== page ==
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Egypt aims to find Antony and Cleopatra’s remains

Written by editor

Archaeologists looking for the tombs of Antony and Cleopatra will start digging up three sites at a temple where tombs may be located, said Egypt’s antiquities authority.

Archaeologists looking for the tombs of Antony and Cleopatra will start digging up three sites at a temple where tombs may be located, said Egypt’s antiquities authority. After a radar survey of the temple of Taposiris Magna, west of Alexandria, Egypt, was completed last month as part of the search for the tomb of Cleopatra and Mark Antony, the team believes they’re only one step further from finding precious remains.

The Supreme Council of Antiquities (SCA) expedition excavating the temple and its surrounding area is headed by Dr. Zahi Hawass, secretary general of the SCA, and Dr. Kathleen Martinez, a scholar from the Dominican Republic.

Hawass said that joint efforts by Egypt and the Dominican Republic on the excavation of the temple have been ongoing for about three years. The recent radar survey is the most significant step taken by the team to date. It was carried out by an Egyptian expert radar team with American Dr. Roger Vickers serving as a consultant. The radar revealed three possible areas of interest where a tomb may be located. The mission has received the results of the survey, and will begin excavating each of these three places of interest next week.

The most important recent development at Taposiris Magna has been the discovery of a large, previously unknown cemetery outside the temple enclosure. The expedition has found 27 tombs, 20 of them shaped like vaulted sarcophagi, partly underground and partly above ground. The remaining seven consist of staircases leading to simple burial chambers. Inside these tombs, the team has found a total of 10 mummies, two of them gilded. The discovery of this cemetery indicates that an important person, likely of royal status, could be buried inside the temple. It was common for officials and other high-status individuals in Egypt to construct their tombs close to those of their rulers throughout the Pharaonic period. The style of the newly discovered tombs indicates that they were built during the Greco-Roman period.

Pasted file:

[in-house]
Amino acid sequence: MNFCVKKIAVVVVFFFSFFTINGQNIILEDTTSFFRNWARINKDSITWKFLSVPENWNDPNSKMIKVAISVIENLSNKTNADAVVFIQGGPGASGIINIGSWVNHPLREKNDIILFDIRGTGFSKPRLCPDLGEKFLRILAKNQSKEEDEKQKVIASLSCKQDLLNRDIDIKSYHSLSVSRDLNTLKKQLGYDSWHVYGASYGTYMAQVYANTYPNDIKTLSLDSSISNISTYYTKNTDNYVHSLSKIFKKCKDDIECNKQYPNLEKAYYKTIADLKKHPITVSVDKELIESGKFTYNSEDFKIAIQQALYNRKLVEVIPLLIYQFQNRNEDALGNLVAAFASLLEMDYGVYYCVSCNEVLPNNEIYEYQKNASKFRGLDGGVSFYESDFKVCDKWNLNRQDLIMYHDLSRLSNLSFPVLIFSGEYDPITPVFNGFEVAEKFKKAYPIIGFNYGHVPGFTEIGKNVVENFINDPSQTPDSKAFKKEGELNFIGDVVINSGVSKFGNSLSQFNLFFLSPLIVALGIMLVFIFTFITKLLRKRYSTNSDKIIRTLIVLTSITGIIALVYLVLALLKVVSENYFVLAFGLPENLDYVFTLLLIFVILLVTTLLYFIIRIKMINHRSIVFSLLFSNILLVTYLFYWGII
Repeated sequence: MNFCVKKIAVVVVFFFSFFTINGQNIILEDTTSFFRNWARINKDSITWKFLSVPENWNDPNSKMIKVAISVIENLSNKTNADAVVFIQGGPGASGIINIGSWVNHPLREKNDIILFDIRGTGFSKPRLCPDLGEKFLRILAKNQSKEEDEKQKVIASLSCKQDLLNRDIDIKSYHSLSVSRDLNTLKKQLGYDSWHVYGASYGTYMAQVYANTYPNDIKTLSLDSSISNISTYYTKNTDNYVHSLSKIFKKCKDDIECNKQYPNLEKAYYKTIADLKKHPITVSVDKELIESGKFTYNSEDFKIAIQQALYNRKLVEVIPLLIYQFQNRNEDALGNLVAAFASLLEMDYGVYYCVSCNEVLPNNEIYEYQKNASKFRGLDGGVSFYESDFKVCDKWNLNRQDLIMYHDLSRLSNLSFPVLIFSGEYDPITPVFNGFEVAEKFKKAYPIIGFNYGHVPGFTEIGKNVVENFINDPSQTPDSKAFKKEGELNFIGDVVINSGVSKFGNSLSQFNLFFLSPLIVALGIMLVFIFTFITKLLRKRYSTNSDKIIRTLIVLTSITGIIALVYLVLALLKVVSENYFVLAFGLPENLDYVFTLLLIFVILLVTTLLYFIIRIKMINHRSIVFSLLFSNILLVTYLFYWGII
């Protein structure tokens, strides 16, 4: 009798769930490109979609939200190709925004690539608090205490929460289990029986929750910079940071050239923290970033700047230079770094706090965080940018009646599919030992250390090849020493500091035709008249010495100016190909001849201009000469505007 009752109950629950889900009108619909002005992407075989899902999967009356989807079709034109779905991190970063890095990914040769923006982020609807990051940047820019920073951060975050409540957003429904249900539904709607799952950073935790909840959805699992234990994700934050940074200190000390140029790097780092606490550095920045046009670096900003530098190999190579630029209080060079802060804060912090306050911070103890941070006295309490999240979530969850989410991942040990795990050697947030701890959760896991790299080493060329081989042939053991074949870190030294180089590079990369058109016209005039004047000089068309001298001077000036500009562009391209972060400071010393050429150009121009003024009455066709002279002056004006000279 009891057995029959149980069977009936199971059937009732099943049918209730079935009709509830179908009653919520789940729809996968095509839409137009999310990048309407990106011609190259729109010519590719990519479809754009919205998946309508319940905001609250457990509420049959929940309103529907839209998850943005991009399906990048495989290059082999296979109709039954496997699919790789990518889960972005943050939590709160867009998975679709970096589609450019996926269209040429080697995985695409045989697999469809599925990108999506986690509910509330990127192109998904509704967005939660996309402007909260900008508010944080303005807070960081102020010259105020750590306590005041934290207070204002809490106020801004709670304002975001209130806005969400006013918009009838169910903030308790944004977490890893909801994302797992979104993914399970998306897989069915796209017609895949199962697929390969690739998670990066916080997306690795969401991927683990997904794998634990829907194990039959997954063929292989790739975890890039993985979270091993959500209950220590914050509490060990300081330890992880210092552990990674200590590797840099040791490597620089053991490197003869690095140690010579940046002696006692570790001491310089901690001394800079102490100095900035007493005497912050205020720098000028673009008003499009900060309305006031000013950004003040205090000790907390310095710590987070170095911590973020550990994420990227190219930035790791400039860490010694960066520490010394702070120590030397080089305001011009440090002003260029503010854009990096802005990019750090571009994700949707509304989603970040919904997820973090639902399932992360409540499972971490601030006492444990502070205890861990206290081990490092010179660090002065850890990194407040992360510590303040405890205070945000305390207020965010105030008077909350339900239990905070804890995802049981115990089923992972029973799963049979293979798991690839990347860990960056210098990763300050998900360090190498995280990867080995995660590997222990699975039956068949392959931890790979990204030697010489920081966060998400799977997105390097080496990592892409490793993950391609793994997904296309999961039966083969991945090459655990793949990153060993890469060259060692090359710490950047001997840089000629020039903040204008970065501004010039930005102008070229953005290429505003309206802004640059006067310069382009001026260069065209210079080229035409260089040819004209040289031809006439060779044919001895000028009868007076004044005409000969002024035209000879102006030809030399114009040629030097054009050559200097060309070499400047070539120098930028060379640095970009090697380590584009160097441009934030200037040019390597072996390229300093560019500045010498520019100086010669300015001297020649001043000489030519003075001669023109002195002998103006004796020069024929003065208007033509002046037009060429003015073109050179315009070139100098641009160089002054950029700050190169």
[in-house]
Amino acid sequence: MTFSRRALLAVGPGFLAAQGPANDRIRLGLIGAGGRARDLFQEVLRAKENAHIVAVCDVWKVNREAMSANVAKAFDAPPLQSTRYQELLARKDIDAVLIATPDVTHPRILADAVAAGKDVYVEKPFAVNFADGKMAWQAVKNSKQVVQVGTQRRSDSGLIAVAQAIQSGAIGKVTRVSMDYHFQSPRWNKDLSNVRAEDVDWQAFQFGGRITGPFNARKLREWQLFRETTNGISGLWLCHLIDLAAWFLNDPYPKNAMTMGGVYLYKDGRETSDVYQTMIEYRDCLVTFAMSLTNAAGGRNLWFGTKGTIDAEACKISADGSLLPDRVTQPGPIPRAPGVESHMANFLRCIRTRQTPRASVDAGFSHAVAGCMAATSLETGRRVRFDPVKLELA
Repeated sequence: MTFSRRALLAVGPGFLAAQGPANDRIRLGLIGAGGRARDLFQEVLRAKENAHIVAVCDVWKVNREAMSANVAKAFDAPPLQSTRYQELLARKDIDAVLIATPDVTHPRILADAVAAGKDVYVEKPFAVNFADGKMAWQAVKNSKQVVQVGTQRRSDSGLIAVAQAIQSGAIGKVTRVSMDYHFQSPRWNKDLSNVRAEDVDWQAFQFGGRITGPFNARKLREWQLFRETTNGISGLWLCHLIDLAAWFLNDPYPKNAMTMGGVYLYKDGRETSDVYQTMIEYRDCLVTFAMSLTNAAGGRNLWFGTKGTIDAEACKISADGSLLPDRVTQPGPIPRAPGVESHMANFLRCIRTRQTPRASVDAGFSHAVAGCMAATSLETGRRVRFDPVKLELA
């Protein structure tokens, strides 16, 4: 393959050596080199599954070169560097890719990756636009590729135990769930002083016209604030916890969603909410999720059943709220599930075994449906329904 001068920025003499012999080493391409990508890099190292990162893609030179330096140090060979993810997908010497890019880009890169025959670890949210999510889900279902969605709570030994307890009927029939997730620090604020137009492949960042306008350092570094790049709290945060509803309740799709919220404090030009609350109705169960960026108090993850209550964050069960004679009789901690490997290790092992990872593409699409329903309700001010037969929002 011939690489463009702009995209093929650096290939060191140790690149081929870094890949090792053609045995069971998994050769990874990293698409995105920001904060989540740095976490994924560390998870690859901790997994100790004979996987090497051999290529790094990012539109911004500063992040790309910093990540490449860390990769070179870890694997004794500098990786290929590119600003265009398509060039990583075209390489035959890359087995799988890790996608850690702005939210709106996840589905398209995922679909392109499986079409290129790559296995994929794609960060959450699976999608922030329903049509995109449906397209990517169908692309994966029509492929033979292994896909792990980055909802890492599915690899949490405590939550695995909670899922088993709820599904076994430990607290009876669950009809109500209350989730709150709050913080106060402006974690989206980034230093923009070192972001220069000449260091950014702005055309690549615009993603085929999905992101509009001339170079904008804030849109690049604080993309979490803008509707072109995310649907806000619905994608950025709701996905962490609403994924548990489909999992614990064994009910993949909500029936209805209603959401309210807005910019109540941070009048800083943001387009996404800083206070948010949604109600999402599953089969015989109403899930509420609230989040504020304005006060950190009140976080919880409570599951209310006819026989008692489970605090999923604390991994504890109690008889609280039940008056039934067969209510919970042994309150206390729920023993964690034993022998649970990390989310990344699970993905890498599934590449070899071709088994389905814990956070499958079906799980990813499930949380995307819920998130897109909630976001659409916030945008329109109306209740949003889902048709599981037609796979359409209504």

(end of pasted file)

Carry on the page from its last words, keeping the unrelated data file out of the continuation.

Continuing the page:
Martinez said that the expedition has excavated a temple at Taposiris Magna dedicated to the goddess Isis, and discovered coins depicting the face of Alexander the Great. They have found a number of deep shafts inside the temple, three of which seem to have been used for burials. It is possible that these shafts were the tombs of important people, and the team’s leaders believe that Cleopatra and Mark Antony could have been buried in a deep shaft similar to those already discovered inside the temple.

Dr. Hawass said that the expedition has so far found a beautiful alabaster bust/head of Cleopatra, along with 22 coins bearing her image. The statue and coins show her as a beauty, contradicting the idea recently suggested by an English museum curator that the queen was quite ugly.

Finds from Taposiris reflect a charm that could have captured the hearts of Julius Caesar and Mark Antony, and indicate that Cleopatra was in no way unattractive, said Hawass. Moreover, the features of the sculpted head show no signs of African ancestry, contradicting a recently advanced theory. The team has also found many amulets along with a beautiful headless statue dating to the Ptolemaic Period. Among the most interesting finds is a unique funerary mask depicting a man with a cleft chin. The face bears some similarity to known portraits of Mark Antony himself.

Antony and Cleopatra, whose relationship was later immortalized by William Shakespeare and set on-screen with Elizabeth Taylor and Richard Burton, could have been buried in a deep shaft in a temple near the Mediterranean Sea. The lovers committed suicide in 30 BC after being defeated in the battle of Actium. Mark Antony is said to have killed himself with his sword, while Cleopatra is believed to have clutched a poisonous asp to her chest.